I just spent the last few minutes scrolling through the 30 posts I cranked out for this writing challenge. I found interesting to inventory the topics I wrote about it and the writing styles I tried out, my life scooped out in 31 different flavors.
Some posts were journal-entry style chronicling the major events of my day in chronological order. I think I saved these outlets for the nights I was racing the clock and only had enough creative juice to catalog my day.
Other posts fit the “slice of life” call a bit more appropriately and focused on a single event or moment from my day. These style of posts most often involved my children, illuminating one of their goofy quirks or one of the many daily adventures of motherhood. These were really enjoyable to write because while I generally began with a random isolated story, I found that I often ended up exploring a more meaningful idea or emotion related to the instance. I think the process of creating these posts really helped me reflect on my relationship with my children and my role as a mother.
Many of my posts were memory snapshots from my childhood, which almost always hearkened bittersweet reminiscence of my parents. In the past, I have done quite a bit of writing about my parents’ struggles and tragic early deaths, and I typically gravitated towards the catharsis of documenting some of my most unpleasant memories. When I would write these tales of woe, I would feel an emotional release but I would also leave the keyboard feeling anxious and unsettled. But in reviewing the blog posts for this challenge, I was happy to see that I mostly wrote about childhood memories of contentment and illustrated my strong relationship with my parents. Without even deliberately setting out to do so, I conjured up some of my parents’ best qualities and re-created some of my best childhood memories.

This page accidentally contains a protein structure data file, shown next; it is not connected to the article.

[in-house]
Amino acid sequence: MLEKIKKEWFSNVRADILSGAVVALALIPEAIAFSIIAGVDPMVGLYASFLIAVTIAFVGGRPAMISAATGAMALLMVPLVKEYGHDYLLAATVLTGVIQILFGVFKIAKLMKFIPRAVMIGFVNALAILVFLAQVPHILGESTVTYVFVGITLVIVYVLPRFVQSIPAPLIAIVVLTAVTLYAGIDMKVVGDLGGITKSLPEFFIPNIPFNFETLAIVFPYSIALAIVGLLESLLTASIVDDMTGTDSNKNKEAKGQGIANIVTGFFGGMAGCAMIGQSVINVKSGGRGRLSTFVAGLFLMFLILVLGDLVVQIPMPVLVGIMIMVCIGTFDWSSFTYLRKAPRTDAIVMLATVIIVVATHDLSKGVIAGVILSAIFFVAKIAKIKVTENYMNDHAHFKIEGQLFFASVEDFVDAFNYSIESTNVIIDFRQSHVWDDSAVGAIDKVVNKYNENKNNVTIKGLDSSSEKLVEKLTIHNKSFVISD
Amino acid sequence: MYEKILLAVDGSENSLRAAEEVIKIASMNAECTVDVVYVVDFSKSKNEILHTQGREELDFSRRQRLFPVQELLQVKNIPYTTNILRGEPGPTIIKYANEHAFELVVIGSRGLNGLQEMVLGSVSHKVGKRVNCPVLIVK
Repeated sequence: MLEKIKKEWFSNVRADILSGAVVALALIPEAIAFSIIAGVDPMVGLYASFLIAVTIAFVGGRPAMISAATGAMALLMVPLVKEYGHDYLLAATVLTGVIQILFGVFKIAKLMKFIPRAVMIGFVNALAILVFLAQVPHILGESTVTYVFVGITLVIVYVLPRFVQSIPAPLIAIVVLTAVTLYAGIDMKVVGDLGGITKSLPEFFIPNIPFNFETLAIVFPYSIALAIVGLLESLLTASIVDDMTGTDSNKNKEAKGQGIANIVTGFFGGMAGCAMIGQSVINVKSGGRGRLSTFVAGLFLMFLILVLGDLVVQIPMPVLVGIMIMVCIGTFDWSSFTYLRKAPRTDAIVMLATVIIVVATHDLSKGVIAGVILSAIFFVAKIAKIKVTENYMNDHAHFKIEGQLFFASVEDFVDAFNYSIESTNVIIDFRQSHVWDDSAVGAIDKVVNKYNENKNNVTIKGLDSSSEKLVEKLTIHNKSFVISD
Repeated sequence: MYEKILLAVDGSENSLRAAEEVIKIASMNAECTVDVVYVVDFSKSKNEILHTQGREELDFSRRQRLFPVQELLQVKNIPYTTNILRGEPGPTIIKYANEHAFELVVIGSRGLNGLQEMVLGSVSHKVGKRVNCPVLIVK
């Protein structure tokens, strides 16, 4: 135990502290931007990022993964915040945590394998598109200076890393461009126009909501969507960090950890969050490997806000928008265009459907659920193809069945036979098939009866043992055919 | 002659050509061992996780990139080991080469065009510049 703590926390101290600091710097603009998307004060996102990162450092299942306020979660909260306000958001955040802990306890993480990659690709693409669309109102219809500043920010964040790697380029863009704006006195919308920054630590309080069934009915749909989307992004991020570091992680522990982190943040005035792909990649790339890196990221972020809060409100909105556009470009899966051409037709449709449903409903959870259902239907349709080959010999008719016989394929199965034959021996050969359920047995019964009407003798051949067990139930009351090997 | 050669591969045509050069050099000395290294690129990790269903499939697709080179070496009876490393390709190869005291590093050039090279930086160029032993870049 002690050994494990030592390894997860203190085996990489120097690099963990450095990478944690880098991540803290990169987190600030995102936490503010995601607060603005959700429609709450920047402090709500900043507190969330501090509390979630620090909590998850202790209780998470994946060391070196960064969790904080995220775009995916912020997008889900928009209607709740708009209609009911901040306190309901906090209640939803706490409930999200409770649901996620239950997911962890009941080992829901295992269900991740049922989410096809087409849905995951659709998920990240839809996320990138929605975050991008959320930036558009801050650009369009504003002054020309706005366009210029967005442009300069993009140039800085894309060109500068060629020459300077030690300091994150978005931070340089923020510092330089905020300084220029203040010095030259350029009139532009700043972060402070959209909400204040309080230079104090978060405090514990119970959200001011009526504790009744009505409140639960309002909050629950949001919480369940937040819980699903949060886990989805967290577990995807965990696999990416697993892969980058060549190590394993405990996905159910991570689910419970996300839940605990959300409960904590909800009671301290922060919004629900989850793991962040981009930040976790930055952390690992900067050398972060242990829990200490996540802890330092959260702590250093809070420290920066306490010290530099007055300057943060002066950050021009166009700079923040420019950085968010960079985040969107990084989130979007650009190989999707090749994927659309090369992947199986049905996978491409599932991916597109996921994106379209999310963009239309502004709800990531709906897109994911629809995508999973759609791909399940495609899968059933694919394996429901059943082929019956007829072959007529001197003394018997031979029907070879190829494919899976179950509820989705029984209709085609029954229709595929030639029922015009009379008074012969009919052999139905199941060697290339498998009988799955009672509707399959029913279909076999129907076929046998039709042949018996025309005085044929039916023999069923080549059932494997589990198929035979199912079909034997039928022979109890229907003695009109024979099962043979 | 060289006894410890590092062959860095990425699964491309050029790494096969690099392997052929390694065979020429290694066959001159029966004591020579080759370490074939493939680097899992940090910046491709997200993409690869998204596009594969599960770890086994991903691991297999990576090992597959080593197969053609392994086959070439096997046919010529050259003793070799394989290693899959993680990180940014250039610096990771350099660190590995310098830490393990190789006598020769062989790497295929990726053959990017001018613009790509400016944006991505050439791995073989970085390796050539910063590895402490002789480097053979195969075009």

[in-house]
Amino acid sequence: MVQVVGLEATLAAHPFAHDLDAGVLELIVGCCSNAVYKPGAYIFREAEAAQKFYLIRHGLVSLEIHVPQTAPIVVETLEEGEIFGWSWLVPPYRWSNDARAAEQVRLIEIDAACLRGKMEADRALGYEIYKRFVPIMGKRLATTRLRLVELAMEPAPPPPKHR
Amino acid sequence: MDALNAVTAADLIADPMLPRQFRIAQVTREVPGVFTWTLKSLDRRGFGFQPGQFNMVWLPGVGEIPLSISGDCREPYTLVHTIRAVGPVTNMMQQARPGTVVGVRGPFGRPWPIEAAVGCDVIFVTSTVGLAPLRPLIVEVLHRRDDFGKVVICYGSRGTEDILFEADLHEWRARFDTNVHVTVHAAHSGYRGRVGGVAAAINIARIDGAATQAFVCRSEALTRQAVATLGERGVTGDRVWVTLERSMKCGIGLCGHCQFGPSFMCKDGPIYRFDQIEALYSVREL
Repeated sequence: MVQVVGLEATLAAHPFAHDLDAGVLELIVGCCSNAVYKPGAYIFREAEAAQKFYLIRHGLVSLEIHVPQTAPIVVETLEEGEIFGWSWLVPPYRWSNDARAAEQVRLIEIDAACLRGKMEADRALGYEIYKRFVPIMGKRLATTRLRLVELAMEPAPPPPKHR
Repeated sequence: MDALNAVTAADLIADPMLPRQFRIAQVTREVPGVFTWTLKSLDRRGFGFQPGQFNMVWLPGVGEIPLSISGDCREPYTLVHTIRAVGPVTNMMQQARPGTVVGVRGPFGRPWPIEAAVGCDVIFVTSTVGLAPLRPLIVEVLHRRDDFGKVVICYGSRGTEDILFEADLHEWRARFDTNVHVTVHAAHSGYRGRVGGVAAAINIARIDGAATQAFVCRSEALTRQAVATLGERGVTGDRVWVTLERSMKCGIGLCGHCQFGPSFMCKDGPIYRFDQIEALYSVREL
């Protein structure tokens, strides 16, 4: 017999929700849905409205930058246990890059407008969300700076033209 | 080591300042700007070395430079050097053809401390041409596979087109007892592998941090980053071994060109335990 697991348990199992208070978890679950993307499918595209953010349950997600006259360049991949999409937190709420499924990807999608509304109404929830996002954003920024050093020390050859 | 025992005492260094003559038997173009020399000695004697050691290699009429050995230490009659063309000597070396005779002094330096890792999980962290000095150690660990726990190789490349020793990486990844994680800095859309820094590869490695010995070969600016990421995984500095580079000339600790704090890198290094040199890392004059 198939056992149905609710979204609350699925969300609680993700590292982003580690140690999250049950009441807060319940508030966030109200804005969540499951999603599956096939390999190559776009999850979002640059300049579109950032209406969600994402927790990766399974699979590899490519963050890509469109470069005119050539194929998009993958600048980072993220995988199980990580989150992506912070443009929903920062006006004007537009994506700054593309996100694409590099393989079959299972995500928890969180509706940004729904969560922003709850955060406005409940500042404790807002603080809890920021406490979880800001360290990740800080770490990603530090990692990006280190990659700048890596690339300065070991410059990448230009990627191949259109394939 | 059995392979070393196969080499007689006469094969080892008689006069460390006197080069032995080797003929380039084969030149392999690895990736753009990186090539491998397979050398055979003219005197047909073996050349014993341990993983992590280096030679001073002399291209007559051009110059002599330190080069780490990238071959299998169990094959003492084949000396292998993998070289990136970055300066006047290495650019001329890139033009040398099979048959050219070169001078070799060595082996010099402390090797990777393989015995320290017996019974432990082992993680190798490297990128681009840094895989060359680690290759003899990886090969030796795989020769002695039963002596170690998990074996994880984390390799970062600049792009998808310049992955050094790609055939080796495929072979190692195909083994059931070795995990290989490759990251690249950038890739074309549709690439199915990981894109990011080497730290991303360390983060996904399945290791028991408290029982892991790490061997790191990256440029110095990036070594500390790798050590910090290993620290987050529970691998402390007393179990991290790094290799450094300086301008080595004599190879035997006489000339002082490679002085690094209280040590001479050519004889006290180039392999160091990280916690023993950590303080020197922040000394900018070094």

And then there were just a handful of posts where I experimented with genre. I kicked off with a poem on day one and then snuck in a semi-poem that turned into prose some time in the middle of the month. There was a silly recipe for a Manic Monday tossed in there too. If I do this again (or perhaps if I dare to continue blogging regularly without the challenge motivation), I would love to push myself into other genres and styles a little more. I think I’ve worked the wordy reflective narrative style into the ground!
But all in all, I am proud that I completed this challenge and am so grateful to my dear friend, Deborah, for introducing me to this writing adventure and cheering me along the whole way. After not writing in my blog for over a year and a half, the idea of carving out daily writing time for myself was incredibly daunting. But now I feel like I have a sense of how one lives a writerly life, how writing becomes a predictable signpost in your daily routine that offers introspection and reflection. With that introspection has come opportunities to express gratitude and release anxiety. The experience has been challenging and therapeutic and incredibly rewarding.
Thank you to all the readers and commenters who pulled me along throughout the month. You were the just the nonthreatening audience I needed to cast my words out into the open waters again.